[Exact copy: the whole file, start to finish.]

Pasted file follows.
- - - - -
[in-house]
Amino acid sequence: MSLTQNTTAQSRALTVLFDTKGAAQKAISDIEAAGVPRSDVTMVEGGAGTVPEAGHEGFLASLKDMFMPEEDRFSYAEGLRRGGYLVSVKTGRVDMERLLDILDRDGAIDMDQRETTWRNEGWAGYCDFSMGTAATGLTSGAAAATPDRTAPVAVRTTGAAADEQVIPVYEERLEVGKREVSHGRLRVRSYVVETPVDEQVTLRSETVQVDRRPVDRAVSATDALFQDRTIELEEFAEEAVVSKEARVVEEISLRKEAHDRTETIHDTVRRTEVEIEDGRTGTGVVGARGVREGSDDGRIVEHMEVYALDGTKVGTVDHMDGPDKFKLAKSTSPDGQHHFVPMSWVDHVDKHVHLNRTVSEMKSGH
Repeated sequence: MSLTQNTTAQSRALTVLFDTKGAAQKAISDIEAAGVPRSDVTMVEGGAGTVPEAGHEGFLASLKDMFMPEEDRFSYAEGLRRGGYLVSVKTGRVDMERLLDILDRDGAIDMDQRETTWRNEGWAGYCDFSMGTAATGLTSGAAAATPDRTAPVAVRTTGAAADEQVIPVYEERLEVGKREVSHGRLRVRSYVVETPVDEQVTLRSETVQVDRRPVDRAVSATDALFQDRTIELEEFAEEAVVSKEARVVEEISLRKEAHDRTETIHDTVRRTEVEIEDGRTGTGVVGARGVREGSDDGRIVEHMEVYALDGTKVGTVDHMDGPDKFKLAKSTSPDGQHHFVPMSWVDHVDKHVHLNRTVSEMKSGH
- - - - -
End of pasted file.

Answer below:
[in-house]
Amino acid sequence: MSLTQNTTAQSRALTVLFDTKGAAQKAISDIEAAGVPRSDVTMVEGGAGTVPEAGHEGFLASLKDMFMPEEDRFSYAEGLRRGGYLVSVKTGRVDMERLLDILDRDGAIDMDQRETTWRNEGWAGYCDFSMGTAATGLTSGAAAATPDRTAPVAVRTTGAAADEQVIPVYEERLEVGKREVSHGRLRVRSYVVETPVDEQVTLRSETVQVDRRPVDRAVSATDALFQDRTIELEEFAEEAVVSKEARVVEEISLRKEAHDRTETIHDTVRRTEVEIEDGRTGTGVVGARGVREGSDDGRIVEHMEVYALDGTKVGTVDHMDGPDKFKLAKSTSPDGQHHFVPMSWVDHVDKHVHLNRTVSEMKSGH
Repeated sequence: MSLTQNTTAQSRALTVLFDTKGAAQKAISDIEAAGVPRSDVTMVEGGAGTVPEAGHEGFLASLKDMFMPEEDRFSYAEGLRRGGYLVSVKTGRVDMERLLDILDRDGAIDMDQRETTWRNEGWAGYCDFSMGTAATGLTSGAAAATPDRTAPVAVRTTGAAADEQVIPVYEERLEVGKREVSHGRLRVRSYVVETPVDEQVTLRSETVQVDRRPVDRAVSATDALFQDRTIELEEFAEEAVVSKEARVVEEISLRKEAHDRTETIHDTVRRTEVEIEDGRTGTGVVGARGVREGSDDGRIVEHMEVYALDGTKVGTVDHMDGPDKFKLAKSTSPDGQHHFVPMSWVDHVDKHVHLNRTVSEMKSGH